The whole bed was covered with medium weight row cover.  This will allow water, air and 90% of sunlight to penetrate to the plants while providing frost protection as well as predator (deer and rabbit) protection in this time of little forage.

Row cover loose on top of the seedlings. I will raise it up with hoops when I get some free time!


Now I need to see how the seedlings grow.  If you remember back when the growing medium was added I had concerns of chlorosis as the pH of the growing medium was a little too sweet.  The cover crop and ammonium sulfate should have corrected it, but I want proof before the May 1st target date.  If everything goes well we should be able to start private sales of this produce in a few weeks.

The Urban Farm – Winter Update

I know I told you all that The Urban Farm was done for the season, but actually there is something important going on right now that will be critical to our success in 2017.  The cover crop seed I planted in November has been slowly growing and helping the overall soil health.  It was very fortunate that we lucked out with lots of rain and moderate temps for the first half of winter.  I go to the farm and take pics every few weeks or so.  Here is the timeline in pictures:

shortly after germination, picture taken on November 29th


picture taken December 7th


some great growth so far. Picture taken January 3rd


Picture taken January 19th.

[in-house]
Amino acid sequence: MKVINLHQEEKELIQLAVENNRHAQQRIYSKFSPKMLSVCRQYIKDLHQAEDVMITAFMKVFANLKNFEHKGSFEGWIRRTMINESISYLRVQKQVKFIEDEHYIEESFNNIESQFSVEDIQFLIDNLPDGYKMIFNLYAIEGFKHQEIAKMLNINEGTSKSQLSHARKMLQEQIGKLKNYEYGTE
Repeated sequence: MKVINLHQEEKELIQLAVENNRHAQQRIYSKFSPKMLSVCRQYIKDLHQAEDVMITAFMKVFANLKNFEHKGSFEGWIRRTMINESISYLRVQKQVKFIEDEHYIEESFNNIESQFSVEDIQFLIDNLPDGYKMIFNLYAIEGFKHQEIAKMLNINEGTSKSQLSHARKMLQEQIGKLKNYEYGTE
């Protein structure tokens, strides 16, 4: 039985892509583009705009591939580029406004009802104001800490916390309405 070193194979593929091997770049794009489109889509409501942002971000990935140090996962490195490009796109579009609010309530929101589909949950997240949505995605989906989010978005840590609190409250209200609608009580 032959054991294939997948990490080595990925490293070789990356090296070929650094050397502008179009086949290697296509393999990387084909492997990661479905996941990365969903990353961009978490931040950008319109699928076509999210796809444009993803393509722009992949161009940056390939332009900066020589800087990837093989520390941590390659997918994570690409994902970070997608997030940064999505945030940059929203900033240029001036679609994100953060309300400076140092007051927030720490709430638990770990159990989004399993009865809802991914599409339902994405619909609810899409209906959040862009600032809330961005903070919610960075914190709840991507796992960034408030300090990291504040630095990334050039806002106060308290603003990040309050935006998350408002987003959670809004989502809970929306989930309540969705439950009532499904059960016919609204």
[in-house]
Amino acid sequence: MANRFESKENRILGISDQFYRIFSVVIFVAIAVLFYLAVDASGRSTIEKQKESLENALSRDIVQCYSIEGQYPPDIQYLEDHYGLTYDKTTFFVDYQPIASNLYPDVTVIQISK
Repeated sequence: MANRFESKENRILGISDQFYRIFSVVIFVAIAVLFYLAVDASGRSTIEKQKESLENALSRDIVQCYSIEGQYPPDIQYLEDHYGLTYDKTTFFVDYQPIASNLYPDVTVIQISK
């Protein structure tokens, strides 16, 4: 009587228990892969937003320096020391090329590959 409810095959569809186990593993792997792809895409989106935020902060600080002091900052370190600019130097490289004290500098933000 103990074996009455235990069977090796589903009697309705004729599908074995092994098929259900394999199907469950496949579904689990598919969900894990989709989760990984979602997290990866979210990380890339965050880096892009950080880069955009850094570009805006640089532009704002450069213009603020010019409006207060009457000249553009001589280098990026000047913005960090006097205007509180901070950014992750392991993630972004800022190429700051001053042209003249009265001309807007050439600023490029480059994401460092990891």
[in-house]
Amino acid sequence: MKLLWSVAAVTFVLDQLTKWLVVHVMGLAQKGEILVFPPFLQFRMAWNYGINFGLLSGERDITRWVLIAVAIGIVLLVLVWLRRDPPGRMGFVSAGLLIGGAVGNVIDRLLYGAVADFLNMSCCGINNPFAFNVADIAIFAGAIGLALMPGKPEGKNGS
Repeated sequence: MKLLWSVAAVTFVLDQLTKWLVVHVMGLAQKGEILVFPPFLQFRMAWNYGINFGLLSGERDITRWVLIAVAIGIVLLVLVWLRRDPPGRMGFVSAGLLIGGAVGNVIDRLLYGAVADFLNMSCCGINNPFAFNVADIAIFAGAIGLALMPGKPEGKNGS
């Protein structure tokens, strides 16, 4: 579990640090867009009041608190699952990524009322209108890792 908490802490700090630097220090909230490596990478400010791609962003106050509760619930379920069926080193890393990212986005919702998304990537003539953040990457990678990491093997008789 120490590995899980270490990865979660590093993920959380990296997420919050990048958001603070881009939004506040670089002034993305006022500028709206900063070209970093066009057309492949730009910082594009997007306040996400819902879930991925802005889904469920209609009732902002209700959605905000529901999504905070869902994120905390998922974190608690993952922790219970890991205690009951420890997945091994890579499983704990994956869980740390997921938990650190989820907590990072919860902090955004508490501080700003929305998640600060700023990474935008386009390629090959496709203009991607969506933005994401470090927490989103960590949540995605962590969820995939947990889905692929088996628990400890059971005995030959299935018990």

As soon as the daylight hours increase and it gets warmer, the rye will take off like a rocket, easily getting over 3 – 4 feet tall.

Seed Starting Grow Station

In preparation for the upcoming growing year and with projects at:

I decided I needed a spot to grow as many of the vegetable starts myself as I could.  I have started my own seeds for decades.  I think it is one of the most rewarding and inexpensive ways to maximize what you grow and how much you grow and it allows you to pick whatever is in a seed catalog and not have to rely on sale at a plant store.  The economy of scale is simple:

$2  =  One head of lettuce  =  one six pack of lettuce transplants  =  one packet of 1000 lettuce seeds  =  $2

So I am going to show how you can make your own grow station at home.

First  thing to do is to pick your spot. Mind it needs to have close electric.  You also need access to water to water your plants.  Shop lights are four feet long so factor that in.  You also need to watch how cold or hot your spot gets.  This is a table top spot I am going to use in my office.  Water is halfway close across the hall,  electric is right there.

Table top area is 2′ x 4′. Has a socket right next to it. Perfect size to fit three flats without crowding.

I needed to build a frame that will allow me to hang the shop lights.  The lights are the cheapest 4 foot shop lights from Home Depot or Lowe’s that you can find.  I will splurge on the bulbs as the amount of light is critical.  I just cut some wood and used the chains and hooks that came with the lights to hang them.  I set the lights at one height and then move the plants.  Much easier that way.

Then I hooked up the lights using a basic timer and a power strip.  The timer is set for 15 hours of sun, which is basically mid-summer.  One common problem many have if they grow at home is not enough light.  You are trying to mimic the effect of the sun in summer. There are no windowsills in Ohio sunny enough in March and April to grow tomatoes, they will get leggy and do poorly.

Then I started some seeds.  Why not?  I have a seed starting class coming up at Bishop Educational Gardens and I will need to bring plants at many growth stages to have good examples.

Lettuce and Asian cabbages are great plants to start with when you are learning to start seeds. They germinate rapidly and reliably and take to transplanting very well.